What makes Craigslist a collaborative mapping project? The ability for lots of people to contribute to geospatially tagged locations of interest. And now we're seeing the first hints of an easy-to-use collaborative mapping framework with Gmaptrack, which makes hacking Google Maps feel less like hacking and more like just plain old mapping. Once the mobile phone carriers get it together and real- time data sharing happens without their ham-handed interventions, barriers to developer innovation, and perplexing pricing models that stymie usage, we can expect to see sensible LBS applications like Housing Maps operate directly on mobile devices.

Many projects previously mentioned are all focused in on this emerging technology. As phone and other GPS-enabled devices with network functionality become more widespread, we can expect that real-time, connected location user interfaces will create an entirely new and powerful framework for all kinds of collaboratively built location-based services.

This collaborative mapping approach is what frames the locative media projects we're developing at the Mobile Media Lab. We're already developing a new version of Patholog, a mobile blogging application, that will build upon the lessons we learned from our spatial annotation project ASAP. Patholog provides for collaborative authoring of location-based maps, while ASAP tightly integrates data capture (text and digital photography) with a standards-based content syndication system. In the next version of Patholog, we will have our collaborative mapping framework, along with the real-time networking that will come from deploying the prototype on the latest version of Windows Mobile.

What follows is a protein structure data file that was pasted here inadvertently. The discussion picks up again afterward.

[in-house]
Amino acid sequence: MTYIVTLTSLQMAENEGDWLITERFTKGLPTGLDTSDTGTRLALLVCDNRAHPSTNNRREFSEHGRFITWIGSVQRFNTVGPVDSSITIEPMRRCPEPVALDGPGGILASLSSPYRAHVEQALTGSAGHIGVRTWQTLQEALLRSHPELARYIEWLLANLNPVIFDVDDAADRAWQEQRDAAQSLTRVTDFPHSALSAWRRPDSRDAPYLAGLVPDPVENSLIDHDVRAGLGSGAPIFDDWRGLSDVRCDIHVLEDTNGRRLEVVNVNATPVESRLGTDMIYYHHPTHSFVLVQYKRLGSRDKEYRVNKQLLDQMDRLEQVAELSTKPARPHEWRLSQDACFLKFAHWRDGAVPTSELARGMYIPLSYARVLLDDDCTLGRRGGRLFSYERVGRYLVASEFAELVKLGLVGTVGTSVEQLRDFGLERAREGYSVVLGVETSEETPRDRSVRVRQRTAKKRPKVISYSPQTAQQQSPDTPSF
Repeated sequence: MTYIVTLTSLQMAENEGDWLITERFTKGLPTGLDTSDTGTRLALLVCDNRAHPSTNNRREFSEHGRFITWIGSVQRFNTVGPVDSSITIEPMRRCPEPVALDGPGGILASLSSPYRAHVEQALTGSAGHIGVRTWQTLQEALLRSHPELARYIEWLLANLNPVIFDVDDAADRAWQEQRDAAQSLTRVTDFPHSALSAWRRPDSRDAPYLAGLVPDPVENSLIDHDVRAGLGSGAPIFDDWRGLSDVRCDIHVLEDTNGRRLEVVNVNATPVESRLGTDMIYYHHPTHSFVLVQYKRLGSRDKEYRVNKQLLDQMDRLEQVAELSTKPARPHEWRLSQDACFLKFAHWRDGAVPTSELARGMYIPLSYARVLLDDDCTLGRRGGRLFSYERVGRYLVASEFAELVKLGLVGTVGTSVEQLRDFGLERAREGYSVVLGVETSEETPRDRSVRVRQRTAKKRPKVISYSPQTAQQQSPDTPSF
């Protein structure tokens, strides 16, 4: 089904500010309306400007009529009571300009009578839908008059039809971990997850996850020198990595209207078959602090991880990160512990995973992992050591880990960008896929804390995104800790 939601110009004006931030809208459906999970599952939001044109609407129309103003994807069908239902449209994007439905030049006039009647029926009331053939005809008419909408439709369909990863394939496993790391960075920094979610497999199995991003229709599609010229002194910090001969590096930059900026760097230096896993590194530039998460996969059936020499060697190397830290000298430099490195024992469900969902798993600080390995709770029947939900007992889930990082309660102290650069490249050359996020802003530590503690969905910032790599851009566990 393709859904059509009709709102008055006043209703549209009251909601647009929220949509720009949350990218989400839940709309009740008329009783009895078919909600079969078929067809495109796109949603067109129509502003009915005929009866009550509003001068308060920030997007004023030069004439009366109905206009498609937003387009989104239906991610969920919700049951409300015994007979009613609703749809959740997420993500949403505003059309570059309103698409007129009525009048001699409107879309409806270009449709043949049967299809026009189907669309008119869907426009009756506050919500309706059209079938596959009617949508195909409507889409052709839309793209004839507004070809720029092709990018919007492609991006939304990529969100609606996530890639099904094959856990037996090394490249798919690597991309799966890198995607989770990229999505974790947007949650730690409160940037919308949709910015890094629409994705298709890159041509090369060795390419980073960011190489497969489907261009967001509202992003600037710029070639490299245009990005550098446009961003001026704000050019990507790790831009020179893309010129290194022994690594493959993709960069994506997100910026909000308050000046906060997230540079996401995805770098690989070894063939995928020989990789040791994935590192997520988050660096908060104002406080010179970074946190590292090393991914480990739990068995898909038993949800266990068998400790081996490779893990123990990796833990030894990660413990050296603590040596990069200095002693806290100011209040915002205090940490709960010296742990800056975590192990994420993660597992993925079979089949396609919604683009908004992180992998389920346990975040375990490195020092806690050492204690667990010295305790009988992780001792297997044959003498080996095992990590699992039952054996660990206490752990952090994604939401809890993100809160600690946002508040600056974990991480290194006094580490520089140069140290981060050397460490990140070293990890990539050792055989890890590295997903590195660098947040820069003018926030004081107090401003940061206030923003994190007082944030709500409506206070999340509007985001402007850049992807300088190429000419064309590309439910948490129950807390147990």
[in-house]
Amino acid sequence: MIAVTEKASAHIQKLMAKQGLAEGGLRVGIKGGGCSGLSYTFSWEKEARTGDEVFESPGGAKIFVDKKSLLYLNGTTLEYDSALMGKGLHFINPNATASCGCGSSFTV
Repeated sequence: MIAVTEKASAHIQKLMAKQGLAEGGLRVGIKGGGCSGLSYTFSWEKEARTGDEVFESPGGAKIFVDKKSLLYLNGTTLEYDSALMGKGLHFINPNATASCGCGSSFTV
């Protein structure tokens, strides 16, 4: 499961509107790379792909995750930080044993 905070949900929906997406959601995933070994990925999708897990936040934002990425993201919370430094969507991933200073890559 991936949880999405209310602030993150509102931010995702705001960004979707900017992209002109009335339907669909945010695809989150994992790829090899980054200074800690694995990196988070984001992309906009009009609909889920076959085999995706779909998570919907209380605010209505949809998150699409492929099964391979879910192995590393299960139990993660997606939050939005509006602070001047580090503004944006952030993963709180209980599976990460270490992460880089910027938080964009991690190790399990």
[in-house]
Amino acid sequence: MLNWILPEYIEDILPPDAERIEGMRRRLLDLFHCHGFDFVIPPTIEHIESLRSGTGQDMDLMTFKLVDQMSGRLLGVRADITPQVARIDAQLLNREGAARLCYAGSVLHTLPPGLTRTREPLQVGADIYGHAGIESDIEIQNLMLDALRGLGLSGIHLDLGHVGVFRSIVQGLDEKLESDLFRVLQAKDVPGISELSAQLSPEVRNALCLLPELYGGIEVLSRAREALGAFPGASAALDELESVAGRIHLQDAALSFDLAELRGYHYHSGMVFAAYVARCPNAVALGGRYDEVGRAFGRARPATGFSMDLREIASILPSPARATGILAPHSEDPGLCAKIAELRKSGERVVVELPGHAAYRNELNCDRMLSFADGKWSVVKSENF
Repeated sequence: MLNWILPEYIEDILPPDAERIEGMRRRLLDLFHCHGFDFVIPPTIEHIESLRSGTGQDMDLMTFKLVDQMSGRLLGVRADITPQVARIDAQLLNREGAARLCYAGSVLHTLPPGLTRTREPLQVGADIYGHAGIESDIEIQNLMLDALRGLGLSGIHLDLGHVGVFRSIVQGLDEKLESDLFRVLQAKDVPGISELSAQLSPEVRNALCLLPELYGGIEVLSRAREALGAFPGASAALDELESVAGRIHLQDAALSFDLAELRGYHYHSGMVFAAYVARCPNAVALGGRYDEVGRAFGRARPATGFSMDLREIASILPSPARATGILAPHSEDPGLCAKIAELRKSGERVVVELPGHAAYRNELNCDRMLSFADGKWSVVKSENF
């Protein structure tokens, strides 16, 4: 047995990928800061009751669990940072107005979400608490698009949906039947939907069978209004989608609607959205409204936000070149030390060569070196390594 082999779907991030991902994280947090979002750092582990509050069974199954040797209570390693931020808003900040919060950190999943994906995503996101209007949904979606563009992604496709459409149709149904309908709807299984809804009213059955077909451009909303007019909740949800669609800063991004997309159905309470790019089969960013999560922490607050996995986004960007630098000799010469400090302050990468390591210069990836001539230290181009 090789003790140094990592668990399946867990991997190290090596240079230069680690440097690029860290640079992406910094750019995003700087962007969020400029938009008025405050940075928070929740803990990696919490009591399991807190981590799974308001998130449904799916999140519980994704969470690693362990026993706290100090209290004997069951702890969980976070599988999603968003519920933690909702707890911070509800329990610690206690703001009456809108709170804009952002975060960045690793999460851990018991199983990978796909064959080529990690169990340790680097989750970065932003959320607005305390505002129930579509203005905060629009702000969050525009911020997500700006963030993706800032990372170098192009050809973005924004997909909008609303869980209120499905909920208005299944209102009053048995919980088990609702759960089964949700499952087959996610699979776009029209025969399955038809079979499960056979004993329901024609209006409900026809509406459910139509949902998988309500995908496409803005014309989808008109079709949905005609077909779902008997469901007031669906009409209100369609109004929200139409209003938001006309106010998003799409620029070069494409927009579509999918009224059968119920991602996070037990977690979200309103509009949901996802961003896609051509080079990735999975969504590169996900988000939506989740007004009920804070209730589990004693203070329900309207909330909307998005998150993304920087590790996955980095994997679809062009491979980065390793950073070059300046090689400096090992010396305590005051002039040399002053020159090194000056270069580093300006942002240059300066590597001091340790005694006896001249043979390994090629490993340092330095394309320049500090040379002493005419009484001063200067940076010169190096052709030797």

Resources Interactive Media Division PLAN Locative Media Mobile and Locative Media Locative Media Reader Spatial Annotation Projects Google Maps Housing Maps Chicago Crime Database PDPal GPS Technology Gmaptrack ASAP "The Geospatial Web" The Power of Maps, by Denis Wood, The Guilford Press Mapping Hacks, by Schuyler Erle, Rich Gibson, and Jo Walsh, O'Reilly "Effect of Location-Awareness on Rendezvous Behavior" Julian Bleecker heads the Mobile Media Lab, a near-future think tank and research and development lab run by the School of Cinema-TV and Annenberg Center at the University of Southern California.